Peter R. Leavitt
Professor, Canada Research Chair in Environmental Change and Society
Director, Canadian Institute of Ecology and Evolution and Institute of Environmental Change and Society
Office: LB 265.1
E-mail: Peter.Leavitt at uregina.ca
Research in my laboratory combines ecosystem and in situ experiments, modeling, paleolimnology, and long-term (20 yr) ecological research (LTER) to quantify the factors that regulate the structure and function of lakes and improve strategies for their protection. Our main themes and advances are summarized below.
Paleoecology- We pioneered the use of mass budgets and whole-ecosystem experiments to calibrate the use of algae, pigments, invertebrates and stable isotopes as fossils in lakes. In particular, we are global leaders in the use of pigments from algae and bacteria as indicators of environmental change, including novel compounds that allow reconstruction of past UV radiation (UVR) environments. Our methodology is now used by >10 international institutes and research groups, as well as Canada Research Chair and NSERC Industrial Chair programs. Recently, we developed new methods to reconstruct past nutrient influx, ecosystem variability, water temperatures, and food-web contamination by metals, and have applied our analytical approaches to help protect lakes on 6 continents.
Nitrogen Effects on Lakes- Our research demonstrates that the structure and function of lake ecosystems is regulated on annual to millennial time scales by the influx of nitrogen (N) from external sources, including atmospheric deposition, biological fixation of N2, migratory fishes, terrestrial dissolved organic matter (DOM), forestry, agriculture, and urban pollution. Significantly, industrial N has polluted even remote polar lakes for over 120 years, thereby defining the onset of the Anthropocene. We show for the first time that early lake productivity and ontogeny is regulated by influx of N, not phosphorus (P), in sharp contrast to many modern freshwaters. As well, we uniquely find that N and other subsidies from marine salmon regulates algal beta-diversity, predation regimes, productivity, and basic N biogeochemistry of natal lake ecosystems. Finally, our experimental, LTER and fossil research has resulted in a new paradigm for lake eutrophication by demonstrating for the first time that pollution of P-rich lakes with urea and other forms of N increases production and toxicity of cyanobacteria by up to 500% on diverse temporal and spatial scales. This work resulted in legislation to regulate lake pollution with N, including the 2011 Save Lake Winnipeg Act.
Climate and Lakes- This theme investigates how lakes regulate climatic processes and how, in turn, climate influences lakes and society. Our prairie LTER program reveals that climate warming since 1990 has increased lake pH by 1.5 units and stimulated CO2 capture by lakes to rates equivalent to 50% of provincial agricultural emissions. Further, we show that influx of energy (E) increases spatial synchrony of lake properties, whereas the influx of mass (m) reduces temporal coherence, particularly that of aquatic food webs. Our whole-lake experiments, surveys, and stable isotope analyses reveal that variation in jet stream position, and consequently winter precipitation, is the main climatic mechanism structuring central Canadian lakes, despite chemical and food-web effects of E exchange during summer. Finally, we are developing a series of paleo-climate reconstructions to forecast the risks of droughts on the Canadian Prairies. These conditional probability analyses estimate that the risk of severe (1930s) droughts is as high as 45% by 2030 AD, with expected losses of $650 billion. This information is being used by crop insurance, agricultural and hydroelectric corporations in all Prairie Provinces to evaluate their susceptibility to climate extremes.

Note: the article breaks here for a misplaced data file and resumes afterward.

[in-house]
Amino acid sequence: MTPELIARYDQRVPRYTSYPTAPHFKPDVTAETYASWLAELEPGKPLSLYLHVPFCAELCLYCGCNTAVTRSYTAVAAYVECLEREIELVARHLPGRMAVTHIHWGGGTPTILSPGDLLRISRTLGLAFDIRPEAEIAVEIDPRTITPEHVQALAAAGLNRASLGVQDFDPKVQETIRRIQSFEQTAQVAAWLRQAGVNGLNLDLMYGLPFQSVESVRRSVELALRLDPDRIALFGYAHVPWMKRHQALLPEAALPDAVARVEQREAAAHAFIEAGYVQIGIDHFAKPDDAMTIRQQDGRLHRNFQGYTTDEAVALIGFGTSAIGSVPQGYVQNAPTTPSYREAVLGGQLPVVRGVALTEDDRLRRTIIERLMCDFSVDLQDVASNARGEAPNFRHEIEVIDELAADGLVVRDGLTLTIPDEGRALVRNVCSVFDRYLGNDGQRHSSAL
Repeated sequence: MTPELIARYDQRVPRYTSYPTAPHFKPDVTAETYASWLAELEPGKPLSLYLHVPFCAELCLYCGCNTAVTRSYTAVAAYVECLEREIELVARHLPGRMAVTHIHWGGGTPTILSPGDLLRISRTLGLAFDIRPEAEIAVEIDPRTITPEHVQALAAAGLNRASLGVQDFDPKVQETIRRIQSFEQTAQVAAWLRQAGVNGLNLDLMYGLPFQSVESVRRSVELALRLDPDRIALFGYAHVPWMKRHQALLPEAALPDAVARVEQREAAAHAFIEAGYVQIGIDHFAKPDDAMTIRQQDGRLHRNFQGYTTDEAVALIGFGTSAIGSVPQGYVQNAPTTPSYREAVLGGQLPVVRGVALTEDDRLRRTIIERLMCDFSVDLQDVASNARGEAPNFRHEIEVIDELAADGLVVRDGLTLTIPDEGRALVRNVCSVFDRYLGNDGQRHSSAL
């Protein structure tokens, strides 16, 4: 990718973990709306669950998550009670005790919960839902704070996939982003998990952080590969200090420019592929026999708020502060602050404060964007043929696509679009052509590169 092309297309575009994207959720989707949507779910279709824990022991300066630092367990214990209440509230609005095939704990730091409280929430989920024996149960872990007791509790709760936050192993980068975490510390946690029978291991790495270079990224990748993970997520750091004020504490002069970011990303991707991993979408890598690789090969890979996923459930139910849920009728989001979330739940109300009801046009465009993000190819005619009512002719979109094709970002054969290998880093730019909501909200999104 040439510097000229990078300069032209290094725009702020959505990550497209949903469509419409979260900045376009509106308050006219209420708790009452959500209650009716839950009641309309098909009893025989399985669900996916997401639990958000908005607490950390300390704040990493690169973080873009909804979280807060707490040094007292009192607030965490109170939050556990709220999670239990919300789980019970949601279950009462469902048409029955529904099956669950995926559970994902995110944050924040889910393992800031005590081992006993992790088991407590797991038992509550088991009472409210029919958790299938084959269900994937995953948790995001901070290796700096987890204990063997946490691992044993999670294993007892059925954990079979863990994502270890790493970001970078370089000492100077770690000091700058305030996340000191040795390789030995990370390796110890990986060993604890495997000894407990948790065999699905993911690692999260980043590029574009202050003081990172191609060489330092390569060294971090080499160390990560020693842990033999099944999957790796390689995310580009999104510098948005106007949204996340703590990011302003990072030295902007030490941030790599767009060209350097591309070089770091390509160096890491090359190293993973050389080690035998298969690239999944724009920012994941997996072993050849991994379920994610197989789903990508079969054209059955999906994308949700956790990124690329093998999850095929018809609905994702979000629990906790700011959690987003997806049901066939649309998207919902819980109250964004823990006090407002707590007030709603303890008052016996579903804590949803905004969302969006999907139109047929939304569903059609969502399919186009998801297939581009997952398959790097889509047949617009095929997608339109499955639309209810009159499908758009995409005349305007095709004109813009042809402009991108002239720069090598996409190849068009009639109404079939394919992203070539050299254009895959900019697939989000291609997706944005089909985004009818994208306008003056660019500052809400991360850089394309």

Ecosystem Sustainability and Management- Application of basic ecological knowledge is essential to sustain ecosystems and their services. Here we use our novel limnological and statistical approaches to quantify causes of environmental degradation in diverse aquatic ecosystems, including First Nation’s territories, coastal estuaries, prairie lakes, northern freshwater deltas, salmon nurseries, high latitude ecosystems, alpine lakes, and iconic sites worldwide (e.g., Winnipeg, Windermere, Neagh, Champlain, Great Salt, Vattern, Kinneret, Okeechobee). In all cases, we balance novel scientific discovery with clear management recommendations to initiate legislative change and enable sustainable management (see above). Our leadership has resulted in the Energy-mass (Em) flux framework, a new conceptual paradigm adopted by 15 international research groups to quantify the unique and interactive effects of humans and climate on lakes, and formally unify limnology and paleoecology.